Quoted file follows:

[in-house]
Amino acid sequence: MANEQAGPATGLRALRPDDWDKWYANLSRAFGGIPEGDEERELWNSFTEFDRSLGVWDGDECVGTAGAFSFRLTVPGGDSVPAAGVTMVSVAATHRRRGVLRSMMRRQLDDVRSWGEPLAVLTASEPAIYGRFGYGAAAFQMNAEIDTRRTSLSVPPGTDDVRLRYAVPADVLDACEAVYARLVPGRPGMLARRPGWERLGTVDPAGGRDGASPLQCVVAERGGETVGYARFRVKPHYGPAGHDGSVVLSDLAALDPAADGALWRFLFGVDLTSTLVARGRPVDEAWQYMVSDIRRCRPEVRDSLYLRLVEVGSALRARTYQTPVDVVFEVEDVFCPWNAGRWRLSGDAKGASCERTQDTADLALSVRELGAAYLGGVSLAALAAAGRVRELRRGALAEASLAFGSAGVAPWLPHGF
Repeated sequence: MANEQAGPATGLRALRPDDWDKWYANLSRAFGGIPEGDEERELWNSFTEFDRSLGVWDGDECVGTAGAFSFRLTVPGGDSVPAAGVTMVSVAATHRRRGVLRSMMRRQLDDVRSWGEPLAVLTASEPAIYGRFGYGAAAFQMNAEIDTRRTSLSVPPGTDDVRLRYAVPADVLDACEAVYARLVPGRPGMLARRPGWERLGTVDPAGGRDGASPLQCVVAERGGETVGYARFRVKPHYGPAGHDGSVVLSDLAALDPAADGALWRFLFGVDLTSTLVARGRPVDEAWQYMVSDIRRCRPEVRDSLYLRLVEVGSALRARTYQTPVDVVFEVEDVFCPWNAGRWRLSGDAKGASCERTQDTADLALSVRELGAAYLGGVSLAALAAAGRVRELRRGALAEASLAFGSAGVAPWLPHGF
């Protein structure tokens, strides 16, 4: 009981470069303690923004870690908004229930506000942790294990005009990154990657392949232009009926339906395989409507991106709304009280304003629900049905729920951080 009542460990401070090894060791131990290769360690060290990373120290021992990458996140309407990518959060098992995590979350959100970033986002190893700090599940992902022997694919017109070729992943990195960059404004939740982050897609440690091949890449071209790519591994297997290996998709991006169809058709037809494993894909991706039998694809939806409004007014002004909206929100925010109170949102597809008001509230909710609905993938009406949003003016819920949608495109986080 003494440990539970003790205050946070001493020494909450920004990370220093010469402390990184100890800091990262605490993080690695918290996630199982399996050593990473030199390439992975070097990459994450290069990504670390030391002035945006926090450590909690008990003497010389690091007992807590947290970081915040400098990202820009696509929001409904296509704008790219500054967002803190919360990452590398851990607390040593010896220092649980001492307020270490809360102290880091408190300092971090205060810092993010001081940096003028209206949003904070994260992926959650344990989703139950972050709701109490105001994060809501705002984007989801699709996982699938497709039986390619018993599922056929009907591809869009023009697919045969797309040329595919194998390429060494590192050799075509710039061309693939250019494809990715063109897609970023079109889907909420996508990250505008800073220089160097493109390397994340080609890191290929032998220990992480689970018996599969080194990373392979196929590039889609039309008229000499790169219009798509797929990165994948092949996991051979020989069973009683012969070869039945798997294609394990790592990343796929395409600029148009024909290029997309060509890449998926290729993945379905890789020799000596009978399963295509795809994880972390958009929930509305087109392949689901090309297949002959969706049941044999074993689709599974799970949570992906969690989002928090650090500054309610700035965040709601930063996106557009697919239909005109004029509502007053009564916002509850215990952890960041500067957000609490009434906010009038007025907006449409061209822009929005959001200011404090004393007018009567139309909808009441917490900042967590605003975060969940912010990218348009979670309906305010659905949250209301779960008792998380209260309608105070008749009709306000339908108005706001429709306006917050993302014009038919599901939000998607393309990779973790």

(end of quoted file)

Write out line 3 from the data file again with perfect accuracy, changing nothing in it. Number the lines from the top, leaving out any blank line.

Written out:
Repeated sequence: MANEQAGPATGLRALRPDDWDKWYANLSRAFGGIPEGDEERELWNSFTEFDRSLGVWDGDECVGTAGAFSFRLTVPGGDSVPAAGVTMVSVAATHRRRGVLRSMMRRQLDDVRSWGEPLAVLTASEPAIYGRFGYGAAAFQMNAEIDTRRTSLSVPPGTDDVRLRYAVPADVLDACEAVYARLVPGRPGMLARRPGWERLGTVDPAGGRDGASPLQCVVAERGGETVGYARFRVKPHYGPAGHDGSVVLSDLAALDPAADGALWRFLFGVDLTSTLVARGRPVDEAWQYMVSDIRRCRPEVRDSLYLRLVEVGSALRARTYQTPVDVVFEVEDVFCPWNAGRWRLSGDAKGASCERTQDTADLALSVRELGAAYLGGVSLAALAAAGRVRELRRGALAEASLAFGSAGVAPWLPHGF